Minimum cruising cat-size & cost

Discussion in 'Multihulls' started by Alex.A, Feb 24, 2010.

  1. jamez
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    jamez Senior Member

    This has been a most excellent thread.

    Re. Folding cats c. 7 to 9 metre there have been a few different goes at this. This is the one (Ezifold) I've seen most recently which was just posted on our NZMYC website. Anyone know anything about them? (Note: the 8.5 design referred to is not the pod-cabin boat shown in the graphic)

    http://www.multihull.org.nz/image-gallery/gallery-1005.htm

    Catsketcher, do you plan on re-visiting the 7 metre cat you were developing? I seem to recall there was a prototype being constructed - was it finished?
     

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  2. jamez
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    jamez Senior Member

    And in the flesh here. http://www.mainproject.info/index.php

    In ply the 9.1 Simpson Woodwind 9.1 is a simple design a little lighter disp. Its solid wingdeck open cockpit gives potential to add bridgedeck shelter if required. http://boatcraft.com.au/Shop/index.php?main_page=popup_image&pID=53

    There are a number of ply build options. Waller 31 might be worth a look. Turner CC29? If you can go a little smaller Woods Gypsy/saturn maybe.......Bernd Kohler has a nice 9 metre with bridgedeck berth and open cockpit etc etc. And his KD 860 has already been stretched to 9.1 m IIRC.
     

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  3. Bruce Woods
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    Bruce Woods Senior Member

    Amazing the room in a 9 meter cat. Built a little heavy though. check out the build WL and the launched and sailing WL especially at the stern, in the two photos. Thanks for the link Jamez.
     

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  4. Alex.A
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    Alex.A Senior Member

    Wharram talks about following sea's as safer with the canoe stern - anything in that ? Use as lazarette and or extra sealed bouyancy? Is that all there is to the difference? What about water flow - surely a "pointy" stern has better flow/less turbulence? Resale doesn't seem to be an issue, as it seems no-one wants basic cats anyway - but this is also part of the issue - i want a cat that can multi-purpose and hopefully keep a long time. The next issue, which is irrelevant to sailing but oh-so important to sailors - visual appeal..... we buy boats we like and not only as a practical consideration? Some of those pics look very "chunky".... Also not sure of asymetric cats - seems to be some negativity about it on this site? As to length - i wouldn't mind going shorter - say 8m?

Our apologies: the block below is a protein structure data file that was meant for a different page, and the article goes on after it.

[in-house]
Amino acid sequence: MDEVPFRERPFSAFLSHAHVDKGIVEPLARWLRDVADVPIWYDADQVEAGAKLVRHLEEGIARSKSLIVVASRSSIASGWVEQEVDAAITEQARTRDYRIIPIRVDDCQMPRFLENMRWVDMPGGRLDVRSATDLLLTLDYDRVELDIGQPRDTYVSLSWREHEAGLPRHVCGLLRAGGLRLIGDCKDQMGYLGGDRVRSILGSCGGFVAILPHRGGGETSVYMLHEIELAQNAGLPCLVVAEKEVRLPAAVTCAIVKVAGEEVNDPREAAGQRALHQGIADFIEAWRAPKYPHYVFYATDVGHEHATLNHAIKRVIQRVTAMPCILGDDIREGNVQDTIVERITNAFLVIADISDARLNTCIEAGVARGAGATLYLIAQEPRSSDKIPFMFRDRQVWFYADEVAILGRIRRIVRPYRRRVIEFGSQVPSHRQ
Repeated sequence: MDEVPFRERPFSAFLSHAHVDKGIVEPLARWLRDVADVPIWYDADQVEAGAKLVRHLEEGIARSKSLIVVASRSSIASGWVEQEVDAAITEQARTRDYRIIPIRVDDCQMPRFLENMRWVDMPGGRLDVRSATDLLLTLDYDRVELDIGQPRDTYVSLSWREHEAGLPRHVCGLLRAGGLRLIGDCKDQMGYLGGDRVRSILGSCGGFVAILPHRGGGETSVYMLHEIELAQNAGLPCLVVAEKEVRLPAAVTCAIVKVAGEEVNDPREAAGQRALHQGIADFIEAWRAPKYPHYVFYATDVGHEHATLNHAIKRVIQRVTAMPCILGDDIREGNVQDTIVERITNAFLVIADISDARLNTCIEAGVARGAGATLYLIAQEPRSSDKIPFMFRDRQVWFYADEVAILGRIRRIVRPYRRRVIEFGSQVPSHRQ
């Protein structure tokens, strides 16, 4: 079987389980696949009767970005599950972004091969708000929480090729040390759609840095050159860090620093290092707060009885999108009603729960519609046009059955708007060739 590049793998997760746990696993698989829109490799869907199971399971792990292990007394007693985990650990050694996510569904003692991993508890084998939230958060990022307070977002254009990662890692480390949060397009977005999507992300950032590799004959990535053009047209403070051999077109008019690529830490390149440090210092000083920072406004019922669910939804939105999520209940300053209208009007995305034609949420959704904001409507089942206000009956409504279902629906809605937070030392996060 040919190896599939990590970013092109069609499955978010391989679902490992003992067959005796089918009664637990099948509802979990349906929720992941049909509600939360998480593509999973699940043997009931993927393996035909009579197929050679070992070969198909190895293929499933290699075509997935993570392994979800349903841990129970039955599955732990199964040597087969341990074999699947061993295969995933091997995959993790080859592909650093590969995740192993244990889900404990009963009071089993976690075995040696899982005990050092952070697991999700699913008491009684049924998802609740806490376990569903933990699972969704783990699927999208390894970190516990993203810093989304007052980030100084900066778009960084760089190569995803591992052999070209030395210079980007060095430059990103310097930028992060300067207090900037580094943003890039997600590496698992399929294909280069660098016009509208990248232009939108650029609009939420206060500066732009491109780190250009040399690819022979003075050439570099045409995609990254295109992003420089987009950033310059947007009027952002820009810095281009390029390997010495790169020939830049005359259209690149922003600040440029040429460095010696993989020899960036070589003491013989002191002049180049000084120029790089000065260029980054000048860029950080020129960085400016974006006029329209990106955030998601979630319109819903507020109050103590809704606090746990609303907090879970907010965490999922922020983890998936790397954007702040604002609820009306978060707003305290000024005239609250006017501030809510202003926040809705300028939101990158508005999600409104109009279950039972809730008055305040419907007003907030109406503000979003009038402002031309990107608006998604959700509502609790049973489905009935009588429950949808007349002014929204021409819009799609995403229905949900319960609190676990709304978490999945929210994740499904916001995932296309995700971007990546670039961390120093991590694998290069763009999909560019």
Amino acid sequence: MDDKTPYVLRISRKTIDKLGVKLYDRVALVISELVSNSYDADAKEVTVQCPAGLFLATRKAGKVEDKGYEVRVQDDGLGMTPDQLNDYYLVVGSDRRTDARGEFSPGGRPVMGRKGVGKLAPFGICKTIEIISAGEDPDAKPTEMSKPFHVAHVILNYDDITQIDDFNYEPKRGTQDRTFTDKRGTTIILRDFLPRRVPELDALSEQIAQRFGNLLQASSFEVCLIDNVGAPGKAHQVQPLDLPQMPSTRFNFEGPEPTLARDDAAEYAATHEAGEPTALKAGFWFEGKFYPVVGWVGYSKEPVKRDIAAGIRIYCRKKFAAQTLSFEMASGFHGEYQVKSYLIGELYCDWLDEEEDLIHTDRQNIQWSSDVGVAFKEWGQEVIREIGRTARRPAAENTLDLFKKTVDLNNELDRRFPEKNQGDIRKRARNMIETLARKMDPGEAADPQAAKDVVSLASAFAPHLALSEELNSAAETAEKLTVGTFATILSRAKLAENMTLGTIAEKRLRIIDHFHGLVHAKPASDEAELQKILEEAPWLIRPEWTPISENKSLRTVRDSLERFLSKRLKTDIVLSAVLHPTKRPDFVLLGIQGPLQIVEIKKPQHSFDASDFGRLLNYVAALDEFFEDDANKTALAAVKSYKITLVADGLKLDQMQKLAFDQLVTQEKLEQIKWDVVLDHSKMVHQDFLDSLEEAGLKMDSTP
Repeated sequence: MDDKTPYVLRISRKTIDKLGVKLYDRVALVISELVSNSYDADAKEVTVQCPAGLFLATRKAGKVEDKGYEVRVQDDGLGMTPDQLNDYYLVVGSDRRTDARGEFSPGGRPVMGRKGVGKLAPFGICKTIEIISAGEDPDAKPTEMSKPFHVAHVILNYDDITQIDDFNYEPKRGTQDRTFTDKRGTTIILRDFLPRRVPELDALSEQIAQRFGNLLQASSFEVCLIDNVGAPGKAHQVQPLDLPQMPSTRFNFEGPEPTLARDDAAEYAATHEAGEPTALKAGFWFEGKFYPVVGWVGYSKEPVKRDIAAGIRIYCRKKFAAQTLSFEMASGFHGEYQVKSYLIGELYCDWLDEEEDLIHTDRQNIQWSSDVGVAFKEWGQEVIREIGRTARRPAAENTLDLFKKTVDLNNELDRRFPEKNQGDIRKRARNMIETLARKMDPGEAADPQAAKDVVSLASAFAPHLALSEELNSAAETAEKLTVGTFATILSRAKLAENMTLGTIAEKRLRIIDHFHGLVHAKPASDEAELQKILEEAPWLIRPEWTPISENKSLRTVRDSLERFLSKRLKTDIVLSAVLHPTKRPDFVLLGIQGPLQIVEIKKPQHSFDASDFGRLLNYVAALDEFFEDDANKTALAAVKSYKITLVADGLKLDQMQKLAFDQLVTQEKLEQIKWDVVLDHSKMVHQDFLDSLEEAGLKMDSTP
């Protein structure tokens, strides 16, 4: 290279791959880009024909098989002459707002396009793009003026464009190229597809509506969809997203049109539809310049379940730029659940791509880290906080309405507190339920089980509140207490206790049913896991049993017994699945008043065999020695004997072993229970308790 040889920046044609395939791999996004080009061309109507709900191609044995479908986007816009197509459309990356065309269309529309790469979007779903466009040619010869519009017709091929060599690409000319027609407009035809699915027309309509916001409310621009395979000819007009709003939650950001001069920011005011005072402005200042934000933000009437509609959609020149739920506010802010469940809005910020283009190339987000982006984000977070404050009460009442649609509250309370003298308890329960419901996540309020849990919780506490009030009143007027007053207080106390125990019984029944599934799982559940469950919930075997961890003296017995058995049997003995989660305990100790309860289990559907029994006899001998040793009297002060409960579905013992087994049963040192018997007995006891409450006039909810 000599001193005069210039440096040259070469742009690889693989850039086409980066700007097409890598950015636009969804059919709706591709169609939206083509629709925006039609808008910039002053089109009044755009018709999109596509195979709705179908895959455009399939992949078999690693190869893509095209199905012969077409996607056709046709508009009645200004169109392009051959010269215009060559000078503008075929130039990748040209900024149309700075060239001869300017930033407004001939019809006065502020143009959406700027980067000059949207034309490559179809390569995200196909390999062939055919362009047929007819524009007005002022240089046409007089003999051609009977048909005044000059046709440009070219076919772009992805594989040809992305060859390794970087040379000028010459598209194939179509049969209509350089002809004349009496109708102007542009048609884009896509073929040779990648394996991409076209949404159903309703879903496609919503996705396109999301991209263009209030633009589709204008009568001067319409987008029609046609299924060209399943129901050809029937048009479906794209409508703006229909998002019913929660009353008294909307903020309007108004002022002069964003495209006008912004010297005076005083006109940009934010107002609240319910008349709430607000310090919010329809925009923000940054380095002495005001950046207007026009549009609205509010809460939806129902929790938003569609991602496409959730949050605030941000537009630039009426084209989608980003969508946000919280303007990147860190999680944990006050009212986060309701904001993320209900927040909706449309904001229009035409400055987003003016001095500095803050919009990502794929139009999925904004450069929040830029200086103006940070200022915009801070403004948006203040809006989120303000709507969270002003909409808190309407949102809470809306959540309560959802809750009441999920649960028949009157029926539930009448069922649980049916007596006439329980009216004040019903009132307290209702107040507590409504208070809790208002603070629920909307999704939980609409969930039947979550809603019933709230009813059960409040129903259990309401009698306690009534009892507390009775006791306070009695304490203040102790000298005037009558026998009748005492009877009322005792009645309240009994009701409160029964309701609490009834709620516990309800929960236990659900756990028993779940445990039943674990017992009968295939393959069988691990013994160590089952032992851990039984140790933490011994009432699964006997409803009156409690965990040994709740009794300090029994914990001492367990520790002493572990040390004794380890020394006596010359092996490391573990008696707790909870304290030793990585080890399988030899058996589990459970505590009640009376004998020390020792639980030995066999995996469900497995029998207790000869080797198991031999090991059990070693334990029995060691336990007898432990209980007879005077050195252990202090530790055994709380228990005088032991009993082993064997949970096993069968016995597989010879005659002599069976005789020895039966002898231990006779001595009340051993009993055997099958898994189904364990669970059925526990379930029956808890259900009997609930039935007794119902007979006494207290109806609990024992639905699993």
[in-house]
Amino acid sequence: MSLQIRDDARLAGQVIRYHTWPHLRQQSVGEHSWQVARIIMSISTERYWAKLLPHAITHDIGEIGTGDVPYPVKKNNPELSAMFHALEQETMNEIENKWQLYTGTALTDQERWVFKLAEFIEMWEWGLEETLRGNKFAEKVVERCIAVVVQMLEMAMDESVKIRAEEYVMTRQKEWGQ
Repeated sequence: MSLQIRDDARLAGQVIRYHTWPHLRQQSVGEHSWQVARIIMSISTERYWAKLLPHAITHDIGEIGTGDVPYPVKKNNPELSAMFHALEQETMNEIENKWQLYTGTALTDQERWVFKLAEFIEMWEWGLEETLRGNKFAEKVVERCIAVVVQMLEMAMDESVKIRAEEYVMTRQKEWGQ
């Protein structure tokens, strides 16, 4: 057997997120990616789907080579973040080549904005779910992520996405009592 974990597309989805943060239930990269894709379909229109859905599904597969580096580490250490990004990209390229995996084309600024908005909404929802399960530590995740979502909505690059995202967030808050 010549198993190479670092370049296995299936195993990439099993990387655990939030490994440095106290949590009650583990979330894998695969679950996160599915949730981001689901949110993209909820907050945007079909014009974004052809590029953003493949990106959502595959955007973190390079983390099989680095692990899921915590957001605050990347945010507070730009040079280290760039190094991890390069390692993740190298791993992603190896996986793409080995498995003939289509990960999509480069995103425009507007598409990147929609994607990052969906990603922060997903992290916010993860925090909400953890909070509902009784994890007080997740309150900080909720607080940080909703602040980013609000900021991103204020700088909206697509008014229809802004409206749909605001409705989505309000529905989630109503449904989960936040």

Savings can also be made in interiors and gadgets etc etc - go really simple?
     
  5. Richard Woods
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    Richard Woods Woods Designs

    If you read my website you'll see that my first Atlantic crossing was on Wharram's own catamaran. Since there I have made another 3 crossings on transom sterned catamarans.

    I have never felt unsafe with a transom stern. A canoe stern doesn't have much buoyancy, which is nice to have in following waves.

    A slight aside. Canoe sterns started on ship lifeboats and were therefore thought to be there for safety reasons. But in fact, a wood ships lifeboat, that is never going to be used(!), built traditionally was very prone to rot and leaks from planks swelling. A transom stern was harder to keep from rotting/leaking. Hence canoe sterns. You don't want to get in a lifeboat only to have it sink under you!

    But you don't always sail in survival winds. Furthermore you have to get on board your boat to begin with. A canoe stern makes it much much harder to board.

    And canoe stern boats do pitch more, no argument there. Also no argument that a canoe stern results in much less accommodation. If you are limited to a certain length I would recommend a transom stern boat.